Published by: W. W. Norton & Company
Published on: September 17, 2012
Page Count: 224
My Reading Format: Review copy sent to me for consideration by the publisher.
Available Formats: Hardcover and eBook
Minou is a young child being raised on a nearly deserted island. She lives with her father, a philosopher yearning to find the smallest truth. Told entirely from her perspective, she names everything on the island according to its classification or occupation. The turtle is Turtle. The peacock is Peacock. The priest is Priest and the man who crafts boxes for circus magicians is Boxman. Minou’s mother was very much the opposite of her father. She was an artist who encouraged her daughter to rely on her imagination, not the theory of Descartes and other philosophers. Her mother went missing under mysterious circumstances almost a year ago. The adults on the island believe her to be dead, but Minou, following in her philosopher father’s footsteps, is adding up all of the facts that point to her mother being very much alive. When she and her father find a young man dead off the coast of their island, Minou is forced to face the facts about the greater world, the island, and her mother.
What The Vanishing Act did the best was highlight the difficulties children have with reconciling the imaginary with the logical. With one parent fully espousing a life of truth while the other is equally passionate about the imagination, Minou cannot always find a middle ground. Choosing one worldview over the other amounted to choosing one parent over the other. Ultimately, she learns that her life isn’t complete without using both sides of her mind, no matter how hard she uses philosophy to prove that truth otherwise.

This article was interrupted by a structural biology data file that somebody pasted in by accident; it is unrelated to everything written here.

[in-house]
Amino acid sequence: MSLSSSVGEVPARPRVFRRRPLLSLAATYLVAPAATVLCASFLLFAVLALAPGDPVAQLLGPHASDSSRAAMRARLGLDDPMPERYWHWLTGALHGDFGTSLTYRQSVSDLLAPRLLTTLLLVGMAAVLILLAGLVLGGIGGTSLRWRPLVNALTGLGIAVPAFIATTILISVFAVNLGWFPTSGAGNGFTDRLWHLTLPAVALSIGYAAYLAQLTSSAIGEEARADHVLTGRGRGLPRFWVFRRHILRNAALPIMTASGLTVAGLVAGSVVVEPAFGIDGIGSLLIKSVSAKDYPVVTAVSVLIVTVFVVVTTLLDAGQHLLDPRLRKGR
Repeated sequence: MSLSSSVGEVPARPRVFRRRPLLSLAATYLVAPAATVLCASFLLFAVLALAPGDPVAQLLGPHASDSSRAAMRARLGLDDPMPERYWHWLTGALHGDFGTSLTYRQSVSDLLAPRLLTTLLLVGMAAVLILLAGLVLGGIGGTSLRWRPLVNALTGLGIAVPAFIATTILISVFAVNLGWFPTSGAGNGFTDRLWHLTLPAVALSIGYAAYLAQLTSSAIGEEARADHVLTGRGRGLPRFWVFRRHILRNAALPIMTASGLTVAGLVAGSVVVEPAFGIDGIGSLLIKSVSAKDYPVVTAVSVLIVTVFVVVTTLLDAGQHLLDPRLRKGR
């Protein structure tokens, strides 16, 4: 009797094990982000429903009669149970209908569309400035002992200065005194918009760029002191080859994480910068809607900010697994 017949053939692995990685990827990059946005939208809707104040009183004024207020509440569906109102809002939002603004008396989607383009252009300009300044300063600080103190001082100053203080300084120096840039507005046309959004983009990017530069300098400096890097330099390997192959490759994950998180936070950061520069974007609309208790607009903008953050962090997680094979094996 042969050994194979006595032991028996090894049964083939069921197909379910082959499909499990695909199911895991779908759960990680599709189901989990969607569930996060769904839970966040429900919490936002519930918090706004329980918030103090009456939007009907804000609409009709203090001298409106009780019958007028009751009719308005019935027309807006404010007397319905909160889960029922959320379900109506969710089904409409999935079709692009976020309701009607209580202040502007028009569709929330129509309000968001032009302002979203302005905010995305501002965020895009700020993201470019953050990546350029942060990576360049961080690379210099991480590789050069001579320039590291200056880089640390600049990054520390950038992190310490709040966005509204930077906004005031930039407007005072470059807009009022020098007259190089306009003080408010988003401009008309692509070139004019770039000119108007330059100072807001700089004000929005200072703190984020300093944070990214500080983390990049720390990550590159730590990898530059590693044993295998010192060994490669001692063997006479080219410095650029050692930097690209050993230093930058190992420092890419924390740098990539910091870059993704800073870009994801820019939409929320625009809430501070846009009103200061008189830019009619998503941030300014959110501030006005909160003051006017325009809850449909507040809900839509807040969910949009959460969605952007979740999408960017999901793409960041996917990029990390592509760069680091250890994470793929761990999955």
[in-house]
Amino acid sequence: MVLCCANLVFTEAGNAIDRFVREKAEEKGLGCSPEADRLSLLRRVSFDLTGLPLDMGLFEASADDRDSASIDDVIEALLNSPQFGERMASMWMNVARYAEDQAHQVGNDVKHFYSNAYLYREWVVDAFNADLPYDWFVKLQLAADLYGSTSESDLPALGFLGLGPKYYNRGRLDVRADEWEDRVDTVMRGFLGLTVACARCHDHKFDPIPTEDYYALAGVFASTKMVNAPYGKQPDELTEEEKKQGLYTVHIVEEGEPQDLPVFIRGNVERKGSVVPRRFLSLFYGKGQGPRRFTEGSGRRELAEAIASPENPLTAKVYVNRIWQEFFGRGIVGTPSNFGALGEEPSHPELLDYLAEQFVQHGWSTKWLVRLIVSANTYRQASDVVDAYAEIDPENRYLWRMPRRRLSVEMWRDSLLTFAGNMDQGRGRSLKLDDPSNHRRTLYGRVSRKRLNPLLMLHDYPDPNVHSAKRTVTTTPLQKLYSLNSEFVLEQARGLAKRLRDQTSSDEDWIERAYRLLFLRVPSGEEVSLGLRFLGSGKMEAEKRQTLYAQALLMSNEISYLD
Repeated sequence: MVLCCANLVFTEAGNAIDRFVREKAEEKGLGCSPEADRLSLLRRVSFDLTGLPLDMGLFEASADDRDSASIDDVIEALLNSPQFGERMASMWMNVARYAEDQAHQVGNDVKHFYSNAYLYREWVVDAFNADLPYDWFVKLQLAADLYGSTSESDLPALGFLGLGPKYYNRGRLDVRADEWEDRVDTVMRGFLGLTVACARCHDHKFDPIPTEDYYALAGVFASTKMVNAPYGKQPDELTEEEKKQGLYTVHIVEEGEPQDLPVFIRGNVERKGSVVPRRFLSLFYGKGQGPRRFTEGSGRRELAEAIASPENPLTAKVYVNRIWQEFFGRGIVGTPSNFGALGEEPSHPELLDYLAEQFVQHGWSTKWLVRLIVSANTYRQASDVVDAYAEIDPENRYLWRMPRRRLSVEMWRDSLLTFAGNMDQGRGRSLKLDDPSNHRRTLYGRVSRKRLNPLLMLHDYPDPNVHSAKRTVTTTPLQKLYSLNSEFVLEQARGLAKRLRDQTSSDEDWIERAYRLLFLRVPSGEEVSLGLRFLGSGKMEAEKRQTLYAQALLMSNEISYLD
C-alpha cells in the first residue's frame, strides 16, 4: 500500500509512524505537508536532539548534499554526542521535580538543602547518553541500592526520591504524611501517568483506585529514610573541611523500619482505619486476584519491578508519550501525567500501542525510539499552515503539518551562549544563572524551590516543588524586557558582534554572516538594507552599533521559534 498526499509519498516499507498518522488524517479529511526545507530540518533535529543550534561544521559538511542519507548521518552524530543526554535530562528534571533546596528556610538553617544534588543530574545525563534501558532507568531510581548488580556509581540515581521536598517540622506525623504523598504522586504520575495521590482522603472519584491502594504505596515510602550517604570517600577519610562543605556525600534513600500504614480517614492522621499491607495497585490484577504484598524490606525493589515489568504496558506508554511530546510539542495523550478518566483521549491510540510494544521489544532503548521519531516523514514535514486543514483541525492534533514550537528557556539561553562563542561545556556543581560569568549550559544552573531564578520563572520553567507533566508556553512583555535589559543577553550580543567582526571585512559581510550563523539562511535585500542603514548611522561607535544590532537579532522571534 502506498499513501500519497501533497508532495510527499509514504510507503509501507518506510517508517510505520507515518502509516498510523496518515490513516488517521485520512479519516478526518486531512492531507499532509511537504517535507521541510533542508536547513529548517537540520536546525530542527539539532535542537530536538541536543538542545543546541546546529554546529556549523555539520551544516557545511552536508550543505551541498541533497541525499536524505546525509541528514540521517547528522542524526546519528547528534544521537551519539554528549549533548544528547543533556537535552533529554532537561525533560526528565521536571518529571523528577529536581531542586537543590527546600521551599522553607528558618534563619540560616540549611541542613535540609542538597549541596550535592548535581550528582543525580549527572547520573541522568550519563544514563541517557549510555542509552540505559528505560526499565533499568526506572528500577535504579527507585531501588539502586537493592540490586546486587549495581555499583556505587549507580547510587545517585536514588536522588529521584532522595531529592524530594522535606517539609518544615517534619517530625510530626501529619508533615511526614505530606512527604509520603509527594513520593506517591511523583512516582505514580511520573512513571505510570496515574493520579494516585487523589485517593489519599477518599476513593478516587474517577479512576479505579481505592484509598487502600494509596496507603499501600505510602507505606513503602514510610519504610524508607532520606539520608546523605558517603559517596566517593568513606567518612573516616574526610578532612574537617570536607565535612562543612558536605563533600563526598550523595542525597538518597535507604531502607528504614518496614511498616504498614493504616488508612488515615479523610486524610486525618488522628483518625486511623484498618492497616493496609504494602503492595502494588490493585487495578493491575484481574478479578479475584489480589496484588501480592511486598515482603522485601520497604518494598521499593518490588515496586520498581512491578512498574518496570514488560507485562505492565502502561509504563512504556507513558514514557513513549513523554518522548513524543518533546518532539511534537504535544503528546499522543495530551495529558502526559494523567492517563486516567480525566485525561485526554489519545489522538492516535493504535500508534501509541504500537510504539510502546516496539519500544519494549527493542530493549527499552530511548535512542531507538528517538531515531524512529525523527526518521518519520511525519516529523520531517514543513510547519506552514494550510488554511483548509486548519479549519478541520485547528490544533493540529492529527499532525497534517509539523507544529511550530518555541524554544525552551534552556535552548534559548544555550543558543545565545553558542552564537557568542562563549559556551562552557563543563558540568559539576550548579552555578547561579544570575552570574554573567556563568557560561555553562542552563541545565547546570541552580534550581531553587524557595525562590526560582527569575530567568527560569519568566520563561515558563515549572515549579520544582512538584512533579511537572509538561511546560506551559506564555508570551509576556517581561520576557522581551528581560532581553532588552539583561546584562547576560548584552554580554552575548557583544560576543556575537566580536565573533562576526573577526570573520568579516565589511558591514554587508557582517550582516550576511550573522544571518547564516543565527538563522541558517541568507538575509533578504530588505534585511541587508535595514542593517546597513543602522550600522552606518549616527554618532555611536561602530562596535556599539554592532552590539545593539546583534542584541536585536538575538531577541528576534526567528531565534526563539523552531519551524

When I picked up The Vanishing Act, I was just beginning a time of the reading blahs. As such, I cannot completely separate my feelings about Mette Jakobsen’s book from myself as a reader in time. Keeping this in mind, I had issues with The Vanishing Act. The story was not told linearly and this caused me difficulty. It took time for me to get my bearings with the way Minou communicated her story. The novel also did not hold for me the magic I had anticipated when I started reading. I was unable to go on Minou’s intellectual quest with her because I had already figured out the smallest truth about it shortly after I began reading. As such, I found her story and the reality of the life she was leading with on the island very sad. She had not one reliable adult with whom she could confide her thoughts and fears, so she had to resort to stories she made up about the dead boy in her mother’s room.
While I didn’t like The Vanishing Act as much as I had hoped, it was an excellent example of how a young child processes the world around her. What may seem logical and real to a child might never occur to an adult. Reading this book as a parent will make you ponder what is going through your children’s minds, hoping that it is magical and full of much adventure.